words is the calm speech of Christ! He knows His authority, and His
word is imperative, curt, and assured: 'Hold thy peace!' literally,
'Be muzzled,' as if the creature were a dangerous beast, whose raving
and snapping must be stopped. Jesus wishes no acknowledgments from
such lips. They who bear the vessels of the Lord must be clean. He had
taught with authority, and now He in like manner commands. His
teaching rested on His own assurance. His miracle is done by His own
power. That power is put forth by His simple word; that is to say, the
bare exercise or expression of His will is potent.

The third step in the narrative is the immediate obedience of the
demon. Reluctant but compelled, malicious to the last, doing the house
which he has to leave all the harm he can, and though no longer
venturing to speak, yet venting his rage and mortification, and
acknowledging his defeat by one parting howl, he comes out.

Again, we are bid to note the impression produced. The interrupted
buzz of talk begins once more, and is vividly reported by the
fragmentary sentences of verse 27, and by the remark that it was
'among themselves' that they compared notes. Two things startled the
people:--first, the 'new teaching'; and second, the authority over
demons, into which they naturally generalise the one instance. The
busy tongues were not silenced when they left the synagogue. Verse 28
shows what happened, in one direction, when the meeting broke up. With
another 'straightway,' Mark paints the swift flight of the rumour over
all the district, and somewhat overleaps the strict line of
chronology, to let us hear how far the echo of such a blow sounded.
This first miracle recorded by him is as a duel between Christ and the
'strong man armed,' who 'keeps his house.' The shield of the great
oppressor is first struck in challenge by the champion, and His first
essay at arms proves Him mightiest. Such a victory well heads the

III. The tenderness of the strong Son. We come back to the strict
order of succession with another 'straightway,' which opens a very
different scene. The Authorised Version gives three 'straightways' in
the three verses as to the cure of Peter's mother-in-law.
'Immediately' they go to the house; 'immediately' they tell Jesus of
her; 'immediately' the fever leaves her; and even if we omit the third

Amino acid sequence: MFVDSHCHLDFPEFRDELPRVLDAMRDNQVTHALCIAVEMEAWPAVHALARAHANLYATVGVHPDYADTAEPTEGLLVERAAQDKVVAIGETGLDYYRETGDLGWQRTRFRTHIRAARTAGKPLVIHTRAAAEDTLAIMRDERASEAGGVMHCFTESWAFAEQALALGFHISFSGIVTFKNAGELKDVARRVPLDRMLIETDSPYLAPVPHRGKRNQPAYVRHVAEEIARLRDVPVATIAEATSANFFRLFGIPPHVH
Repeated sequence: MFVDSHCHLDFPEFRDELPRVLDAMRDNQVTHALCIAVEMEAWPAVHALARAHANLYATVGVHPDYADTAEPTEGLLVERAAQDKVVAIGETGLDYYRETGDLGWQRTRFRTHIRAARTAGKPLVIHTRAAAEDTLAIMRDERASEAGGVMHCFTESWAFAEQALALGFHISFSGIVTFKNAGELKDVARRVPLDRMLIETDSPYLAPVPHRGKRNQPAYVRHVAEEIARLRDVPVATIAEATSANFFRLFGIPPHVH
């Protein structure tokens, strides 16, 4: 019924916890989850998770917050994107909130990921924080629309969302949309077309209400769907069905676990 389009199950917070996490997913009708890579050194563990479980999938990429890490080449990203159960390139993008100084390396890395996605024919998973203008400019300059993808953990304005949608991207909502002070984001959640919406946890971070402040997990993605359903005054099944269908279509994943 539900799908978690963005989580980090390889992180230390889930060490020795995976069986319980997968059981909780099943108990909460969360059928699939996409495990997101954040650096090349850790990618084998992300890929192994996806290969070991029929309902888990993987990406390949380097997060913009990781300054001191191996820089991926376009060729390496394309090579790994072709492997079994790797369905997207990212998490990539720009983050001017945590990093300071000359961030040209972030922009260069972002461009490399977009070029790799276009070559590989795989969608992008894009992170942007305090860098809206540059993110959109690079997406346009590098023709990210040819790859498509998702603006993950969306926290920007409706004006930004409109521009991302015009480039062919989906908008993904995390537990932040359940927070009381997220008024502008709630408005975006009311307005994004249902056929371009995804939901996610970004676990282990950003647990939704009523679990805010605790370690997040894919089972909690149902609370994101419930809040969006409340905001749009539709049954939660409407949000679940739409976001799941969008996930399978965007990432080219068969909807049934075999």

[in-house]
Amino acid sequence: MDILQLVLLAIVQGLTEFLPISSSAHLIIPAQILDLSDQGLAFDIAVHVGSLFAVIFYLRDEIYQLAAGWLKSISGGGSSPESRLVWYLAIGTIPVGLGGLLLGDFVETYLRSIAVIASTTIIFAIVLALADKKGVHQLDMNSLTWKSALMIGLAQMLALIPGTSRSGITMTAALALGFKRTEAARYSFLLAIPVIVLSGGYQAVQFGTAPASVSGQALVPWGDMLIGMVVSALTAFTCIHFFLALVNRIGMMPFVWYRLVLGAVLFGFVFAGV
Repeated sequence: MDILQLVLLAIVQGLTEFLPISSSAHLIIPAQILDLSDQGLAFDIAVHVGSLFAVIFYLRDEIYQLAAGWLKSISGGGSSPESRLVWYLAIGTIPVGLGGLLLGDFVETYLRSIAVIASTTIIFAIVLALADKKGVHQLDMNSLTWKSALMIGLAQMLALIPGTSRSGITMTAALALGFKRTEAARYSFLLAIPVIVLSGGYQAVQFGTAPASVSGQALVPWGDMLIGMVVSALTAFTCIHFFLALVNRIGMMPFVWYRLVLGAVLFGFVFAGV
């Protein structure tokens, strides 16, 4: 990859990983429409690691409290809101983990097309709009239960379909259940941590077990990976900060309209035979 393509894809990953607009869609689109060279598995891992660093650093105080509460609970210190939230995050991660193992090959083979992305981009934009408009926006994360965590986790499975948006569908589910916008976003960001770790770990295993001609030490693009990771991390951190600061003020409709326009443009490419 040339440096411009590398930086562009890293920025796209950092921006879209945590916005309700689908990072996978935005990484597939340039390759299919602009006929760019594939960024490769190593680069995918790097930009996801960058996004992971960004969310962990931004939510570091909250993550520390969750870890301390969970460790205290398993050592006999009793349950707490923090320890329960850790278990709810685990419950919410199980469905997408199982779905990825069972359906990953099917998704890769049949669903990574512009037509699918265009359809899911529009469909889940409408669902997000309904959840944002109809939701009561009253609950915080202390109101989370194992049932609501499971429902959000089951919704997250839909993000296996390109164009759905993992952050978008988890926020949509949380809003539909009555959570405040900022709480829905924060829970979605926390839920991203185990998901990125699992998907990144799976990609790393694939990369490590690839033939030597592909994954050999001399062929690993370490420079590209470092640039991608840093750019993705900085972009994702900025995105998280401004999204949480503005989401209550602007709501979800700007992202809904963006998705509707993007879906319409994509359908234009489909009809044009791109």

of these, as the Revised Version does, we cannot miss the rapid haste
of the narrative, which reflects the unwearied energy of the Master.
Peter and Andrew had apparently been ignorant of the sickness till
they reached the house, from which the inference is not that it was a
slight attack which had come on after they went to the synagogue, but
that the two disciples had so really left house and kindred, that
though in Capernaum, they had not gone home till they took Jesus there
for rest and quiet and food after the toil of the morning. The owners
would naturally first know of the sickness, which would interfere with
their hospitable purpose; and so Mark's account seems more near the
details than Matthew's, inasmuch as the former says that Jesus was
'told' of the sick woman, while Matthew's version is that He 'saw'
her. Luke says that they 'besought Him for her.' No doubt that was the
meaning of 'telling' Him; but Mark's representation brings out very
beautifully the confidence already beginning to spring in their hearts
that He needed but to know in order to heal, and the reverence which
hindered them from direct asking. The instinct of the devout heart is
to tell Christ all its troubles, great or small; and He does not need
beseeching before He answers. He did not need to be told either, but
He would not rob them or us of the solace of confiding all griefs to

Their confidence was not misplaced. No moment intervened unused
between the tidings and the cure. 'He came,' as if He had been in some
outer room, or not yet in the house, and now passed into the sick
chamber. Then comes one of Mark's minute and graphic details, in which
we may see the keen eye and faithful memory of Peter. He 'took her by
the hand, and lifted her up.' Mark is fond of telling of Christ's
taking by the hand; as, for instance, the little child whom He set in
the midst, the blind man whom He healed, the child with the dumb
spirit. His touch has power. His grasp means sympathy, tenderness,
identification of Himself with us, the communication of upholding,
restoring strength. It is a picture, in a small matter, of the very
heart of the gospel. 'He layeth not hold of angels, but He layeth hold
of the seed of Abraham.' It is a lesson for all who would help their
fellows, that they must not be too dainty to lay hold of the dirtiest
hand, both metaphorically and literally, if they want their sympathy
to be believed. His hand banishes not only the disease, but its
consequences. Immediate convalescence and restoration to strength
follow; and the strength is used, as it should be, in ministering to
the Healer who, notwithstanding His power, needed the humble
ministration and the poor fare of the fisherman's hut. What a lesson
for all Christian homes is here! Let Jesus know all that troubles
them, welcome Him as a guest, tell Him everything, and He will cure
all diseases and sorrows, or give the light of His presence to make